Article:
OUR story

Our background

Our organization was founded by South Valley locals, Jorge Garcia (Executive Director) and Santiago Maestas (Board Secretary). In 2011, they organized to address threats to the South Valley Community connected to the protection and revitalization of acequias. Their work quickly grew beyond acequia preservation, to include water and land advocacy.



Everything we do is guided by the fundamental belief that it is our responsibility as community members to protect traditions connected to land and water. Due to continued drought and pressure from major developments, the protection of water has become a major issue in the South Valley. We must work together as stewards of tradition through education, engagement, activism, and ceremony.


Our organization developed the Agua es Sagrada (Water is Sacred) Philosophy to promote the preservation of water. This philosophy has been passed down through generations to provide a deep understanding and practice of agriculture and acequia traditions. Through this philosophy, individuals in the community are actively empowered to resist the complete commodification of water.


Our work is focused on local advocacy and capacity building through programs to promote the intersections of land, water, and tradition within our community. We work alongside the South Valley Regional Association of Acequias (SVRAA) to protest and educate about water rights transfers that negatively impact our community. We strongly believe in working alongside our community.


Over the last several decades, Valle de Atrisco has seen numerous cultural and economic changes. More than 40,000 people call the South Valley home and 80% of these residents are Hispanic/Latino. The median household income is $36,821 and an estimated 25% of people in the South Valley live in poverty. Although the South Valley is often referred to as a ‘poor’ community, it is rich in culture, identity, traditions, and resources. From aerial maps, it is easy to recognize that the area is rich in land and water.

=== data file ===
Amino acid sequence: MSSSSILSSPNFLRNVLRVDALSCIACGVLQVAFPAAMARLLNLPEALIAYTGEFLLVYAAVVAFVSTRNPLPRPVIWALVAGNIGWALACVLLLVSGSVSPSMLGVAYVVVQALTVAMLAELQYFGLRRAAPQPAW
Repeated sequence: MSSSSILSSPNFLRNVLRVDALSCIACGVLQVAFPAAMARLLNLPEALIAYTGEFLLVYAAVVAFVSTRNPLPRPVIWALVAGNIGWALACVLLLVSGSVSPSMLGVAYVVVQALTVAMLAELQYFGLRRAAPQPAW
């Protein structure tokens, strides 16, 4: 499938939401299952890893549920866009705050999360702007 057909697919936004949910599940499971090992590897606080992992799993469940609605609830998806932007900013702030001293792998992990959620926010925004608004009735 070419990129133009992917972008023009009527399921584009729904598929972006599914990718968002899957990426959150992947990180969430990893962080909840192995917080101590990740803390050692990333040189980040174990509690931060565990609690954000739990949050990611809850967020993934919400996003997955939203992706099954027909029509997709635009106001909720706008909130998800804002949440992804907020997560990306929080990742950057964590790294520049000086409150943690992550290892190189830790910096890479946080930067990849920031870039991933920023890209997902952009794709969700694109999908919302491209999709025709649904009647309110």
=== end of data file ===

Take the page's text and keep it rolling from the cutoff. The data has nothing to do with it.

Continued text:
The Santolina Master Plan is a proposed development that intends to build 37,000 houses and industrial buildings on 13, 850 acres of the Southwest Mesa. Developers estimate a population of 95,000 people – almost the size of Rio Rancho. In other words, developers propose to build a new city and put additional pressure on our already strained water system. Our organization is proud to be a part of the Contra Santolina Working Group. This group is an alliance of local organizations, neighborhood associations, and community members who understand that water is sacred.

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